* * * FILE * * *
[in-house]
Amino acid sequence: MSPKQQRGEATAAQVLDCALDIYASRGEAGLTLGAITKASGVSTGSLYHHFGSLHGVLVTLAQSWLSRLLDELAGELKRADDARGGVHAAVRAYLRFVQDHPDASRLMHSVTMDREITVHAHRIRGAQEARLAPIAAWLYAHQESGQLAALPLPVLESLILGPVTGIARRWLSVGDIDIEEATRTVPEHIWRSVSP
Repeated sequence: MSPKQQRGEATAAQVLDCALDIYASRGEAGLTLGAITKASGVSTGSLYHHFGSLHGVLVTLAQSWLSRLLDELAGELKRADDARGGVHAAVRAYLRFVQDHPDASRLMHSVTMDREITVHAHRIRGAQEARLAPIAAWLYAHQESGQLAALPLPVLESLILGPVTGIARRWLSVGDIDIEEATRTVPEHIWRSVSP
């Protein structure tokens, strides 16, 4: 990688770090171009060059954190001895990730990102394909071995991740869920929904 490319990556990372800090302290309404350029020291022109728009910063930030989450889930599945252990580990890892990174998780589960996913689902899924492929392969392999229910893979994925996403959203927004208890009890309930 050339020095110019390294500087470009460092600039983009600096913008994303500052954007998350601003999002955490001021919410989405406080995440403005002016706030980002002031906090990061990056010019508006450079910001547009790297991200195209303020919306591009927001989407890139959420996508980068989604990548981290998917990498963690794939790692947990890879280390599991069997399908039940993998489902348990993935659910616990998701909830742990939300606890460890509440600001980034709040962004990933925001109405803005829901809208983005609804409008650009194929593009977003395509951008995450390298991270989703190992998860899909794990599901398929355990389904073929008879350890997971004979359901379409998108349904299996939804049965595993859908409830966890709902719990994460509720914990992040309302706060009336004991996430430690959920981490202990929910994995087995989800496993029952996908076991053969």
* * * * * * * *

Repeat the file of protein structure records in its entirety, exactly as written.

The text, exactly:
[in-house]
Amino acid sequence: MSPKQQRGEATAAQVLDCALDIYASRGEAGLTLGAITKASGVSTGSLYHHFGSLHGVLVTLAQSWLSRLLDELAGELKRADDARGGVHAAVRAYLRFVQDHPDASRLMHSVTMDREITVHAHRIRGAQEARLAPIAAWLYAHQESGQLAALPLPVLESLILGPVTGIARRWLSVGDIDIEEATRTVPEHIWRSVSP
Repeated sequence: MSPKQQRGEATAAQVLDCALDIYASRGEAGLTLGAITKASGVSTGSLYHHFGSLHGVLVTLAQSWLSRLLDELAGELKRADDARGGVHAAVRAYLRFVQDHPDASRLMHSVTMDREITVHAHRIRGAQEARLAPIAAWLYAHQESGQLAALPLPVLESLILGPVTGIARRWLSVGDIDIEEATRTVPEHIWRSVSP
């Protein structure tokens, strides 16, 4: 990688770090171009060059954190001895990730990102394909071995991740869920929904 490319990556990372800090302290309404350029020291022109728009910063930030989450889930599945252990580990890892990174998780589960996913689902899924492929392969392999229910893979994925996403959203927004208890009890309930 050339020095110019390294500087470009460092600039983009600096913008994303500052954007998350601003999002955490001021919410989405406080995440403005002016706030980002002031906090990061990056010019508006450079910001547009790297991200195209303020919306591009927001989407890139959420996508980068989604990548981290998917990498963690794939790692947990890879280390599991069997399908039940993998489902348990993935659910616990998701909830742990939300606890460890509440600001980034709040962004990933925001109405803005829901809208983005609804409008650009194929593009977003395509951008995450390298991270989703190992998860899909794990599901398929355990389904073929008879350890997971004979359901379409998108349904299996939804049965595993859908409830966890709902719990994460509720914990992040309302706060009336004991996430430690959920981490202990929910994995087995989800496993029952996908076991053969």